The pilot program will include both original applications and postapproval supplements. A pilot program submission should demonstrate the applicant's increased knowledge of product attributes and link the product attributes to process parameters in an Expanded Change Protocol. Acceptance into this pilot program will depend on the soundness of the applicant's proposal as described in their written request to participate in the pilot and the potential of the proposed application to affect the development of a quality-by-design, risk-based approach for complex products. Considerations for acceptance into the pilot may include sponsor approaches to risk management and use of prior knowledge. Considerations for original Start Printed Page 37974applications may also include quality-by-design approaches to multiple unit operations and the stage of product development. For original applications, it would be of value to enter the pilot well in advance of submitting the application. Entry during the appropriate stage of development, as an investigational new drug (IND), would facilitate working with the agency on quality-by-design approaches.
Because the number of biotechnology product applications submitted is relatively low compared to small-molecule drugs, the pilot will have an extended submission period. Written requests to participate in this pilot program for products regulated by OBP may be submitted from the date of the publication of this notice until September 30, 2009. This pilot program will be limited to 10 supplements to be submitted by March 31, 2010, and 5 original applications for products reviewed by OBP (BLA or NDA) in Common Technical Document (CTD) format, paper or electronic. As noted in the previous paragraph, it is preferable for original applications to enter the pilot as INDs. The INDs must be submitted before March 31, 2010. Due to resource considerations, participation in the program may be limited to a total of three pilot submissions to OBP per quarter.
Every effort will be made to ensure that a variety of pharmaceutical companies and complex biotechnology product types are included in this pilot program. This pilot affects the CMC section of the submission; however, supportive data may relate to other disciplines. Existing regulations and requirements for the submission of a supplement or marketing application (BLA or NDA) will not be waived, suspended, or modified for purposes of this pilot program. Participants must submit the application supplement or original application, paper or electronic, in accordance with 21 CFR parts 314 and 601 and other relevant regulations.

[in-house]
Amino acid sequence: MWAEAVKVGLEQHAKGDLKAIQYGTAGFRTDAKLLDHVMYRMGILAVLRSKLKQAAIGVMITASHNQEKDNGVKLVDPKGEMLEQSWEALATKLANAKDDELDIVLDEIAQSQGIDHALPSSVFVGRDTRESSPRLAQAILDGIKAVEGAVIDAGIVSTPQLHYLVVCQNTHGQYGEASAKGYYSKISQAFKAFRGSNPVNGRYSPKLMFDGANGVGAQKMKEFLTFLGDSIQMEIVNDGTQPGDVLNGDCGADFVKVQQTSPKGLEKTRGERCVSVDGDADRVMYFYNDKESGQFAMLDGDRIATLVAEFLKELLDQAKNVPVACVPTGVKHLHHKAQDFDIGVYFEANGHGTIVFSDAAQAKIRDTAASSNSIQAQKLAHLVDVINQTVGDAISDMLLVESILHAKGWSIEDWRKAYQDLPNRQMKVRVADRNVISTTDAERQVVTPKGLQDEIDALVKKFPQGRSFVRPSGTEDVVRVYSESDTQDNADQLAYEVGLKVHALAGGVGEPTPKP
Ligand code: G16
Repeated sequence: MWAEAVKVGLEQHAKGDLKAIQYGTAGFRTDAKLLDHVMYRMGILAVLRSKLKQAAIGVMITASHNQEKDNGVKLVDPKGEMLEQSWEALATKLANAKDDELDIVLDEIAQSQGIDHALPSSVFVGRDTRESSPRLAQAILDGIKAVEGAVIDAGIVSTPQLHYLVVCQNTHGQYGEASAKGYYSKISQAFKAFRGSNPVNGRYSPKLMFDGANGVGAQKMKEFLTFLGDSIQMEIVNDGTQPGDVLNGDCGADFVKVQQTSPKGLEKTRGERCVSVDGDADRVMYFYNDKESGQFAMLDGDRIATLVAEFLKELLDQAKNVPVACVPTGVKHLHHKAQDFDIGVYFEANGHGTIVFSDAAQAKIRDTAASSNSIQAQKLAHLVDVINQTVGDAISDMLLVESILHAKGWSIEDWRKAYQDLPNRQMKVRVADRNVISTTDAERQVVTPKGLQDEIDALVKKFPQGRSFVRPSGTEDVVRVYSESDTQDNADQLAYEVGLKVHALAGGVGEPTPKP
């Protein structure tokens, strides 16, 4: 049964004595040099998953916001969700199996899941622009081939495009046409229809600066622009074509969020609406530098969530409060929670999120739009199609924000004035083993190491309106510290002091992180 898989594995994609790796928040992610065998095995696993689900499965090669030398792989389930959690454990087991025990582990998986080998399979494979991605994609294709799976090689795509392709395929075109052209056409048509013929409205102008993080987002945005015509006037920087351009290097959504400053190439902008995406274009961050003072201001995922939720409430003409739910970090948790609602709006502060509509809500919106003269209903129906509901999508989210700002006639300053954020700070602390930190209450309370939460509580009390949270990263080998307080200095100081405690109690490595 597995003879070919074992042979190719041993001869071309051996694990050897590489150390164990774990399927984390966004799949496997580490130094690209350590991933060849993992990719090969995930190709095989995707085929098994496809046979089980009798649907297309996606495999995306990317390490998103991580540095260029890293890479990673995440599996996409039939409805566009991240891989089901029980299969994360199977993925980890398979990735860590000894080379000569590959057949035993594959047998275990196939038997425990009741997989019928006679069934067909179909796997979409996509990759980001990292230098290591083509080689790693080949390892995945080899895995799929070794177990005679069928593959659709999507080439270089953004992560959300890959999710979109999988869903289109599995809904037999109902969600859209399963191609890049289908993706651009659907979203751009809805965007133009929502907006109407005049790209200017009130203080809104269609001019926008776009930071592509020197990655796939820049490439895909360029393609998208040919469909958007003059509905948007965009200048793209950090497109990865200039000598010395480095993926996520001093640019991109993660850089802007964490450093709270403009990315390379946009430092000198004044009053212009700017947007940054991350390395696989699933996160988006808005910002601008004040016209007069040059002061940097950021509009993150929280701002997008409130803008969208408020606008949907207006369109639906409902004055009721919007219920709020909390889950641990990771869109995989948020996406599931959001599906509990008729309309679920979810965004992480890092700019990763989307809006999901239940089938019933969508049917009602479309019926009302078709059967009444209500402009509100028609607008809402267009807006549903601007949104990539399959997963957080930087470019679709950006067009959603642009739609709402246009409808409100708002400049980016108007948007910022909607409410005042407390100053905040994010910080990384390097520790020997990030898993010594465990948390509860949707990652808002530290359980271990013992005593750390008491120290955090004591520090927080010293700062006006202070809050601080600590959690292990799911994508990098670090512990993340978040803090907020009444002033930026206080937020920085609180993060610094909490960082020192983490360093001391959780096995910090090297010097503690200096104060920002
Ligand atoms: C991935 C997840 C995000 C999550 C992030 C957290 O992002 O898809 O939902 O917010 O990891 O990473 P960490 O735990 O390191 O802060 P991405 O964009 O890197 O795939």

B. Process and How to Request Participation in the Pilot
Interested parties should submit to the Division of Dockets Management (see ADDRESSES) a written request to participate in the pilot program (identified with the docket number found in brackets in the heading of this document). The request should include the following information: (1) The contact person's name, company name, company address, and telephone number; (2) the name of the drug product and a brief description of the drug substance, dosage form, indication, and stage of development; (3) a summary of the approaches that define relevant attributes and process parameters; (4) a statement describing the manufacturing changes to be included in an Expanded Change Protocol; and (5) a timeline for requested premeetings and for the submission. All pharmaceutical companies requesting participation in the pilot program will be notified of their acceptance in writing by OBP within 60 days of receipt of the request.
Potential participants are encouraged to discuss their plans to participate in this pilot program with OBP. Discussions with potential applicants can facilitate appropriate pilot applications. Meeting requests for potential applicants should be submitted in accordance with FDA's guidance for industry on “Formal Meetings With Sponsors and Applicants for PDUFA Products,” February 2000 (http://www.fda.gov/cder/guidance/2125fnl.htm). Once an application is selected for participation in this program, the applicant can meet with OBP as needed before the submission and during the review process by sending requests directly to OBP.
The quality assessment under this pilot program will be conducted under the direct oversight of the OBP Office Director by a team of experienced OBP scientists who have a strong scientific background in product quality, biochemistry, biology and structure/function relationships. OBP will be assisted by the Office of Compliance on proposed current good manufacturing practices (CGMP) and facility approaches and other disciplines, as appropriate. ONDQA and FDA's Center for Biologics Evaluation and Research will also coordinate with OBP to facilitate a consistent general approach to quality-by-design principles.
After the application or amendment has been submitted into the pilot program, the submission may be withdrawn or amended within an agreed upon timeframe to not delay approval.
Interested persons may submit to the Division of Dockets Management (see ADDRESSES) written or electronic comments regarding this document. Submit a single copy of electronic comments or two paper copies of any mailed comments, except that individuals may submit one paper copy. Comments are to be identified with the docket number found in brackets in the heading of this document. Received comments may be seen in the Division of Dockets Management between 9 a.m. and 4 p.m., Monday through Friday.
Please note that on January 15, 2008, the FDA Web site transitioned to the Federal Dockets Management System (FDMS). FDMS is a Government-wide, electronic docket management system. Electronic submissions will be accepted by FDA through FDMS only.Start Signature
Dated: June 24, 2008.
Associate Commissioner for Policy and Planning.
[FR Doc. E8-14999 Filed 7-1-08; 8:45 am]
BILLING CODE 4160-01-S